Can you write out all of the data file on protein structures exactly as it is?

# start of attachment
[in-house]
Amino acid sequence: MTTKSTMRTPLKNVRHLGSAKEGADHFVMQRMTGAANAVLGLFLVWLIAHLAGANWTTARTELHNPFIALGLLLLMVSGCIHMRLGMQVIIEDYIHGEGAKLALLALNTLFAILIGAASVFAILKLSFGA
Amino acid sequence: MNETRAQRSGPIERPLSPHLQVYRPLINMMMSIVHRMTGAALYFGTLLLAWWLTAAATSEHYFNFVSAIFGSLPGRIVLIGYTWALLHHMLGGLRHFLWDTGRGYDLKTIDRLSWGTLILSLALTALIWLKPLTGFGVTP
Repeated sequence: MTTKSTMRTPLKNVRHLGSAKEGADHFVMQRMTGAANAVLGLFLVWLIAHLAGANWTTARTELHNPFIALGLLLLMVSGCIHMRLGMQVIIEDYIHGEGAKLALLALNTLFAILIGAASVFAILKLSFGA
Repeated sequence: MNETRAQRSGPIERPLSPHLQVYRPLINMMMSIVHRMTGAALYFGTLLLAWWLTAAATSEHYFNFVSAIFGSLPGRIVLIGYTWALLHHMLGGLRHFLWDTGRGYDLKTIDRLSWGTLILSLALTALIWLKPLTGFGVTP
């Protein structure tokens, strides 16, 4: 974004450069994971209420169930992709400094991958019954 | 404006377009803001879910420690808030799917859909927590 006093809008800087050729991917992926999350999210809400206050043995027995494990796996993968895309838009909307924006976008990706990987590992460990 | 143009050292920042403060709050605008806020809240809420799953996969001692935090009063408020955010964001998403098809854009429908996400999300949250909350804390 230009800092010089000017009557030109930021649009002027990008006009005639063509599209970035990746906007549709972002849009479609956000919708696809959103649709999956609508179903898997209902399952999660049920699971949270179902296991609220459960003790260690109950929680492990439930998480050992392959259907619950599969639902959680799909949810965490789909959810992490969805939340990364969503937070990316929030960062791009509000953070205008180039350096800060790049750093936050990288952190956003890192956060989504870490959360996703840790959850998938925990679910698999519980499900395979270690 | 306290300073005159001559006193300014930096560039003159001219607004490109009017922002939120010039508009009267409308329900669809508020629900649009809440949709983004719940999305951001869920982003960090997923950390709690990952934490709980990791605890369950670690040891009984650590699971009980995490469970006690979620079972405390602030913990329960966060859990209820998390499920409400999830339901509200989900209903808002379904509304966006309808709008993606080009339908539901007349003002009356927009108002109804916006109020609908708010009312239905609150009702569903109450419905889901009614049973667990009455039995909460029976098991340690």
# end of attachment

[in-house]
Amino acid sequence: MTTKSTMRTPLKNVRHLGSAKEGADHFVMQRMTGAANAVLGLFLVWLIAHLAGANWTTARTELHNPFIALGLLLLMVSGCIHMRLGMQVIIEDYIHGEGAKLALLALNTLFAILIGAASVFAILKLSFGA
Amino acid sequence: MNETRAQRSGPIERPLSPHLQVYRPLINMMMSIVHRMTGAALYFGTLLLAWWLTAAATSEHYFNFVSAIFGSLPGRIVLIGYTWALLHHMLGGLRHFLWDTGRGYDLKTIDRLSWGTLILSLALTALIWLKPLTGFGVTP
Repeated sequence: MTTKSTMRTPLKNVRHLGSAKEGADHFVMQRMTGAANAVLGLFLVWLIAHLAGANWTTARTELHNPFIALGLLLLMVSGCIHMRLGMQVIIEDYIHGEGAKLALLALNTLFAILIGAASVFAILKLSFGA
Repeated sequence: MNETRAQRSGPIERPLSPHLQVYRPLINMMMSIVHRMTGAALYFGTLLLAWWLTAAATSEHYFNFVSAIFGSLPGRIVLIGYTWALLHHMLGGLRHFLWDTGRGYDLKTIDRLSWGTLILSLALTALIWLKPLTGFGVTP
């Protein structure tokens, strides 16, 4: 974004450069994971209420169930992709400094991958019954 | 404006377009803001879910420690808030799917859909927590 006093809008800087050729991917992926999350999210809400206050043995027995494990796996993968895309838009909307924006976008990706990987590992460990 | 143009050292920042403060709050605008806020809240809420799953996969001692935090009063408020955010964001998403098809854009429908996400999300949250909350804390 230009800092010089000017009557030109930021649009002027990008006009005639063509599209970035990746906007549709972002849009479609956000919708696809959103649709999956609508179903898997209902399952999660049920699971949270179902296991609220459960003790260690109950929680492990439930998480050992392959259907619950599969639902959680799909949810965490789909959810992490969805939340990364969503937070990316929030960062791009509000953070205008180039350096800060790049750093936050990288952190956003890192956060989504870490959360996703840790959850998938925990679910698999519980499900395979270690 | 306290300073005159001559006193300014930096560039003159001219607004490109009017922002939120010039508009009267409308329900669809508020629900649009809440949709983004719940999305951001869920982003960090997923950390709690990952934490709980990791605890369950670690040891009984650590699971009980995490469970006690979620079972405390602030913990329960966060859990209820998390499920409400999830339901509200989900209903808002379904509304966006309808709008993606080009339908539901007349003002009356927009108002109804916006109020609908708010009312239905609150009702569903109450419905889901009614049973667990009455039995909460029976098991340690």